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Chapter XXXI.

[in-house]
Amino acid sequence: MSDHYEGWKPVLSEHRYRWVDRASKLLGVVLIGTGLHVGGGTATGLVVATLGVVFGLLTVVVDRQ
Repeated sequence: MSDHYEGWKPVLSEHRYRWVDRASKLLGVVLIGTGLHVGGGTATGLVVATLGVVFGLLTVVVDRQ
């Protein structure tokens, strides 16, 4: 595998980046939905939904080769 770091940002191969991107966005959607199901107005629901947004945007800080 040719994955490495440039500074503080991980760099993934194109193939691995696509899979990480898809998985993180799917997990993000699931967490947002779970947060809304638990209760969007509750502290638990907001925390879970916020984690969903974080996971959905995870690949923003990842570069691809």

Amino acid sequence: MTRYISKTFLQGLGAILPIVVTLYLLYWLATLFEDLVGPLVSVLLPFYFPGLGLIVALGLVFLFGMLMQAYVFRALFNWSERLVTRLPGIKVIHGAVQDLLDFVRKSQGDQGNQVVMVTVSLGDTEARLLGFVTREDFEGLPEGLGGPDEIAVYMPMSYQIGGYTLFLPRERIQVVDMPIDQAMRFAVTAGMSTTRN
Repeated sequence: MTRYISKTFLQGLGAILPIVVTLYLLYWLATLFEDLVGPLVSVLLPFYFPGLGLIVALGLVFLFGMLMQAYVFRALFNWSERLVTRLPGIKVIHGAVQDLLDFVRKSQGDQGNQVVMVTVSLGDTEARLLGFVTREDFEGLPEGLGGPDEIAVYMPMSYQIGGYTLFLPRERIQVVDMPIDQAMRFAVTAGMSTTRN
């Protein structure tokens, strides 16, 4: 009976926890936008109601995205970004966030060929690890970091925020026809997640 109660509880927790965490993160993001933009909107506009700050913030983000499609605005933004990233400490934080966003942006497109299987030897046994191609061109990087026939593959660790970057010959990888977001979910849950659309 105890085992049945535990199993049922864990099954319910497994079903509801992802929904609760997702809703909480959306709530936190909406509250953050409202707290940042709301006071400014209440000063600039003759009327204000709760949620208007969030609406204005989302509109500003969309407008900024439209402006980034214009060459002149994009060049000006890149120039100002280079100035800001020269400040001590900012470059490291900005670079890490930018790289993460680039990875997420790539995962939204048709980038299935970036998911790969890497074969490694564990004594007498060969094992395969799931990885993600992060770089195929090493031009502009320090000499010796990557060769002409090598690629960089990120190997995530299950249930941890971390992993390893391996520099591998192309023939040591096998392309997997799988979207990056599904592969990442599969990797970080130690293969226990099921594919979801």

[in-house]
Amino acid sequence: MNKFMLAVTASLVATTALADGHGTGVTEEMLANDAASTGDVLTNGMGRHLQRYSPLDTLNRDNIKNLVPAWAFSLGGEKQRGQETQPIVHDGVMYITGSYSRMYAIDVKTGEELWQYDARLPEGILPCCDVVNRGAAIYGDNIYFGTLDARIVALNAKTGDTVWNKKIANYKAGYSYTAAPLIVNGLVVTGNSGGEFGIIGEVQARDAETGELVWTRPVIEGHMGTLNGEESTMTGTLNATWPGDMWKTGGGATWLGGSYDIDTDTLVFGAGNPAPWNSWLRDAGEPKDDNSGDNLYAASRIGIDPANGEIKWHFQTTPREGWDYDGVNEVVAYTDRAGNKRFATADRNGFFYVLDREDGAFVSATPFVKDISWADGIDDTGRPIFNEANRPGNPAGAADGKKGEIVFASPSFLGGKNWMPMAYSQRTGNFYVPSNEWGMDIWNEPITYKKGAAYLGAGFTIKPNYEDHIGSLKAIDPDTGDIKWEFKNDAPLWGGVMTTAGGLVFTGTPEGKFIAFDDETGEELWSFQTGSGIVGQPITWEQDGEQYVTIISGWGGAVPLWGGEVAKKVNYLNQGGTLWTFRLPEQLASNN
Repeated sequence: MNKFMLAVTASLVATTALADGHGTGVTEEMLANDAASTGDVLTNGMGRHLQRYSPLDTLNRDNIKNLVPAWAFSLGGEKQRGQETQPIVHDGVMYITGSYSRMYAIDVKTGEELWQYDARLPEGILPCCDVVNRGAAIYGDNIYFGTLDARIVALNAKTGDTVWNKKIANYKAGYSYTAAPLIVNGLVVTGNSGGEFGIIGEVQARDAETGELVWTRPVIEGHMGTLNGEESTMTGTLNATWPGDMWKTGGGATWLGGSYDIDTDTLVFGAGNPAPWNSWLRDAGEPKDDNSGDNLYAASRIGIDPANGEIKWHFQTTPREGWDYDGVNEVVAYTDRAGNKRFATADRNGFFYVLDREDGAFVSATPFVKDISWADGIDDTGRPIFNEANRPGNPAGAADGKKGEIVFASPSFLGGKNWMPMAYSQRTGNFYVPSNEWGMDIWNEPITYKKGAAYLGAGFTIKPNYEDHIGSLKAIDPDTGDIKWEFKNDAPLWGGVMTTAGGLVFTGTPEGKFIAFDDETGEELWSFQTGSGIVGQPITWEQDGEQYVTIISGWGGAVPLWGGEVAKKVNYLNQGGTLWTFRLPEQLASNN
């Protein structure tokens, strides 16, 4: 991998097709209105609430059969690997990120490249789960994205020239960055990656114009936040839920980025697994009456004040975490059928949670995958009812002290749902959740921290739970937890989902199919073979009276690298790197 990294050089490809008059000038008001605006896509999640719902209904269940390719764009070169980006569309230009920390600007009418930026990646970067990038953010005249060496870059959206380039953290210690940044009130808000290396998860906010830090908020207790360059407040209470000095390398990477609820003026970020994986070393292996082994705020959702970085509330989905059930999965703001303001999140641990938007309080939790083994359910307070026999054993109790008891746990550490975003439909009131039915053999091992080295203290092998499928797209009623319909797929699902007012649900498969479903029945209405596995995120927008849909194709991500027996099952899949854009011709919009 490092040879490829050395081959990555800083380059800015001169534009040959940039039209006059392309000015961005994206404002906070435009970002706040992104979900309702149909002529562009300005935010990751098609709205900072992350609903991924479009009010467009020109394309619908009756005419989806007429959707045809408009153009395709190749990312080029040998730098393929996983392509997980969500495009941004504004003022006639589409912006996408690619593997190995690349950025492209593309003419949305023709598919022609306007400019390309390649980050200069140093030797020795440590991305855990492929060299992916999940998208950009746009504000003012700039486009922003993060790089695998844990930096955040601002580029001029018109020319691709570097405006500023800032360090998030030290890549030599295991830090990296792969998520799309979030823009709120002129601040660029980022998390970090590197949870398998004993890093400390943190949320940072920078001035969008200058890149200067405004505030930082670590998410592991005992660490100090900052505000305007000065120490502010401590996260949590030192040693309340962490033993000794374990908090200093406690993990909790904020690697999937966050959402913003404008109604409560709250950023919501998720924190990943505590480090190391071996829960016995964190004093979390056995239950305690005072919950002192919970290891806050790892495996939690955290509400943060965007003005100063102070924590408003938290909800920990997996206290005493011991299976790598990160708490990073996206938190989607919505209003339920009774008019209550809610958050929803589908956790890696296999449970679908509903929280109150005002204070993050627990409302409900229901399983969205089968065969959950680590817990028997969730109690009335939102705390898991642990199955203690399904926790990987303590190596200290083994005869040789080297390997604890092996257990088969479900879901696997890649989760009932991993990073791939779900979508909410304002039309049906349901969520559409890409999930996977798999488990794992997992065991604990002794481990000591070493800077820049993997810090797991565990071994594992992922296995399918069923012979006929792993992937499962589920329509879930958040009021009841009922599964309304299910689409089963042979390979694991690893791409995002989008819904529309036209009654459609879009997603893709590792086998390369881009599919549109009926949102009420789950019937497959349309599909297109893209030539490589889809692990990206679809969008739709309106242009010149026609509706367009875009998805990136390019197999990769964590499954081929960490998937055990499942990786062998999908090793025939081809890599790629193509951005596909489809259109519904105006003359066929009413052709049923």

He next charges the Christians with being “guilty of sophistical reasoning, in saying that the Son of God is the Logos Himself.”  And he thinks that he strengthens the accusation, because “when we declare the Logos to be the Son of God, we do not present to view a pure and holy Logos, but a most degraded man, who was punished by scourging and crucifixion.”  Now, on this head we have briefly replied to the charges of Celsus in the preceding pages, where Christ was shown to be the first-born of all creation, who assumed a body and a human soul; and that God gave commandment respecting the creation of such mighty things in the world, and they were created; and that He who received the command was God the Logos.  And seeing it is a Jew who makes these statements in the work of Celsus, it will not be out of place to quote the declaration, “He sent His word, and healed them, and delivered them from their destruction,”32893289    Ps. cvii. 20.—a passage of which we spoke a little ago.  Now, although I have conferred with many Jews who professed to be learned men, I never heard any one expressing his approval of the statement that the Logos is the Son of God, as Celsus declares they do, in putting into the mouth of the Jew such a declaration as this:  “If your Logos is the Son of God, we also give our assent to the same.”


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